The mulch will slowly decompose and add organic matter to the soil to increase fertility.
4. Prevent Soil Compaction
Soil that is hard and compacted will not allow water and nutrients to soak in and the soil becomes barren and dry. Tiny plant roots cannot spread out in search of moisture and nutrients, so plants dehydrate and starve. Compact soil also impedes microbiological activity necessary to convert organic matter to nutrients that feed the plants.
Clay soil tends to compact easily with just the weight of winter snow and ice. Adding organic matter over time will balance the soil structure.
Working with soil that is too wet will also compact the soil. In spring, wait until the snow melts and the garden drains, and the soil is dry enough so a handful of soil doesn’t stick together.
Prevent soil compaction by staying off of it. Walking on the soil compresses it and prevents water, air, and oxygen from reaching the roots.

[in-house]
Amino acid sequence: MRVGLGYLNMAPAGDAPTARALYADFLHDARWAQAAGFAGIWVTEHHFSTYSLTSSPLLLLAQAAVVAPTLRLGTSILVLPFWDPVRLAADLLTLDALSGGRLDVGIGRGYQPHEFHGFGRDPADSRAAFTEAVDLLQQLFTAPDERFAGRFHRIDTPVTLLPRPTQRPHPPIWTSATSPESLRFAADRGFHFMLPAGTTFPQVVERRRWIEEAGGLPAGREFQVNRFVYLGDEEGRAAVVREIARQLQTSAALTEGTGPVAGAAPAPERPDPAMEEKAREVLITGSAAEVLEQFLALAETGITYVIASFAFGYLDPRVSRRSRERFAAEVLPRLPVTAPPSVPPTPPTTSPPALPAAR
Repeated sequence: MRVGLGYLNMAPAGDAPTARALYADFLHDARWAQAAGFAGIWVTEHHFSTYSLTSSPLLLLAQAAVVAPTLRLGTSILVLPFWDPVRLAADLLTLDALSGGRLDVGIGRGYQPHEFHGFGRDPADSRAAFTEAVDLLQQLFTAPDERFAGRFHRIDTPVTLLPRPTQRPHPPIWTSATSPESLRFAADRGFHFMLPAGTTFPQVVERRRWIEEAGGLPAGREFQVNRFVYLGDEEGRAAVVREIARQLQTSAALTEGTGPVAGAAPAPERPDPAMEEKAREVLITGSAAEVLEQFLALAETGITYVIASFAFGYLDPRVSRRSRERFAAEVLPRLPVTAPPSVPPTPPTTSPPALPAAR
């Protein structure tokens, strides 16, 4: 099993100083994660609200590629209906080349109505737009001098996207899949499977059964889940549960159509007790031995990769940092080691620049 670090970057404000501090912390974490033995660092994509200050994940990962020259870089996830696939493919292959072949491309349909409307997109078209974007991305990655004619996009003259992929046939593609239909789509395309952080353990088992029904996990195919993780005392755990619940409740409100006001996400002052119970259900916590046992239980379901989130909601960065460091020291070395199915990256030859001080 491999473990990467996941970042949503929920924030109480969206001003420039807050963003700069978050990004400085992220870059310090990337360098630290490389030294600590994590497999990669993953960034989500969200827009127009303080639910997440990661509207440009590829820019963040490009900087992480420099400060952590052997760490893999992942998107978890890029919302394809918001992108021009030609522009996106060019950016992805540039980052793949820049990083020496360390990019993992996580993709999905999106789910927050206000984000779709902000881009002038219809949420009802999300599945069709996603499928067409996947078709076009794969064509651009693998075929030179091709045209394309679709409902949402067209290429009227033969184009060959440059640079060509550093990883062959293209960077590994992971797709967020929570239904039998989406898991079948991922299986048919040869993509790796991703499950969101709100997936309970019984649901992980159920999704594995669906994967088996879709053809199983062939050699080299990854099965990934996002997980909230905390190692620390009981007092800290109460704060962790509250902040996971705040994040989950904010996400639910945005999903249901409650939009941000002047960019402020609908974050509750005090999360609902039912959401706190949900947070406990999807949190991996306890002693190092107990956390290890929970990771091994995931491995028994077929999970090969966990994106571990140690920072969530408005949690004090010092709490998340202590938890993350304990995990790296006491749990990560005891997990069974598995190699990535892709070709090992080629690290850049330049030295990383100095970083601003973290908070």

Instead, establish permanent garden beds by dividing up your area to growing beds and walking paths so you never have to walk on the soil.
Size your garden beds so you can reach into all areas without stepping on the soil, about 3-4 feet wide. Allow enough room in between the beds for a wheelbarrow to fit through or a manual lawnmower if you are keeping grass in your paths, about 2-feet minimum.
5. Rotate Crops Each Year
Planting crops in different garden locations every year prevents the depletion of nutrients and interrupts the cycles of pests and diseases so the garden soil stays healthy.